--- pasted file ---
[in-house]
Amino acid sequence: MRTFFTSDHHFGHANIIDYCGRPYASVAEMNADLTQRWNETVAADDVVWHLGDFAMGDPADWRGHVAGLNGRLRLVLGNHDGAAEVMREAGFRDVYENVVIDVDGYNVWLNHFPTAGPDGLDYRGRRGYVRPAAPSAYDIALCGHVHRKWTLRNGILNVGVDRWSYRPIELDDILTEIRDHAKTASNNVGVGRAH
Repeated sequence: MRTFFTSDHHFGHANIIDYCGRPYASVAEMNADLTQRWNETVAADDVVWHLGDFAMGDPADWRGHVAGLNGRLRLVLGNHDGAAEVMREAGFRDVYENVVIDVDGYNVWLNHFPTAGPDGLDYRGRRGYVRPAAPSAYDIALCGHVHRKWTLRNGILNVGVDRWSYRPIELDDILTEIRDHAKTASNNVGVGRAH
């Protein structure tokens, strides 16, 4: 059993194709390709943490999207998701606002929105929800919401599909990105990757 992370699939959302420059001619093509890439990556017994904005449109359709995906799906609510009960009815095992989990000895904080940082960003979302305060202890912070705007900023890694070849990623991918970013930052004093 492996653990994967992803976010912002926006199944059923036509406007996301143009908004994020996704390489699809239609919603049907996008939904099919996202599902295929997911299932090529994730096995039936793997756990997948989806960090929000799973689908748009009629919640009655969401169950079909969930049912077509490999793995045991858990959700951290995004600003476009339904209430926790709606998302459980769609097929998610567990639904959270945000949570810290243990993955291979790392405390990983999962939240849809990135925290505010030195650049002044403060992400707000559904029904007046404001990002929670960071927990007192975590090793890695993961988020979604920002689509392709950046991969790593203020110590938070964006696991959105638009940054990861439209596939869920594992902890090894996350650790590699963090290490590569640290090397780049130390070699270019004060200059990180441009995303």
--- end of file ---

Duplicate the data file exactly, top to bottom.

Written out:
[in-house]
Amino acid sequence: MRTFFTSDHHFGHANIIDYCGRPYASVAEMNADLTQRWNETVAADDVVWHLGDFAMGDPADWRGHVAGLNGRLRLVLGNHDGAAEVMREAGFRDVYENVVIDVDGYNVWLNHFPTAGPDGLDYRGRRGYVRPAAPSAYDIALCGHVHRKWTLRNGILNVGVDRWSYRPIELDDILTEIRDHAKTASNNVGVGRAH
Repeated sequence: MRTFFTSDHHFGHANIIDYCGRPYASVAEMNADLTQRWNETVAADDVVWHLGDFAMGDPADWRGHVAGLNGRLRLVLGNHDGAAEVMREAGFRDVYENVVIDVDGYNVWLNHFPTAGPDGLDYRGRRGYVRPAAPSAYDIALCGHVHRKWTLRNGILNVGVDRWSYRPIELDDILTEIRDHAKTASNNVGVGRAH
């Protein structure tokens, strides 16, 4: 059993194709390709943490999207998701606002929105929800919401599909990105990757 992370699939959302420059001619093509890439990556017994904005449109359709995906799906609510009960009815095992989990000895904080940082960003979302305060202890912070705007900023890694070849990623991918970013930052004093 492996653990994967992803976010912002926006199944059923036509406007996301143009908004994020996704390489699809239609919603049907996008939904099919996202599902295929997911299932090529994730096995039936793997756990997948989806960090929000799973689908748009009629919640009655969401169950079909969930049912077509490999793995045991858990959700951290995004600003476009339904209430926790709606998302459980769609097929998610567990639904959270945000949570810290243990993955291979790392405390990983999962939240849809990135925290505010030195650049002044403060992400707000559904029904007046404001990002929670960071927990007192975590090793890695993961988020979604920002689509392709950046991969790593203020110590938070964006696991959105638009940054990861439209596939869920594992902890090894996350650790590699963090290490590569640290090397780049130390070699270019004060200059990180441009995303």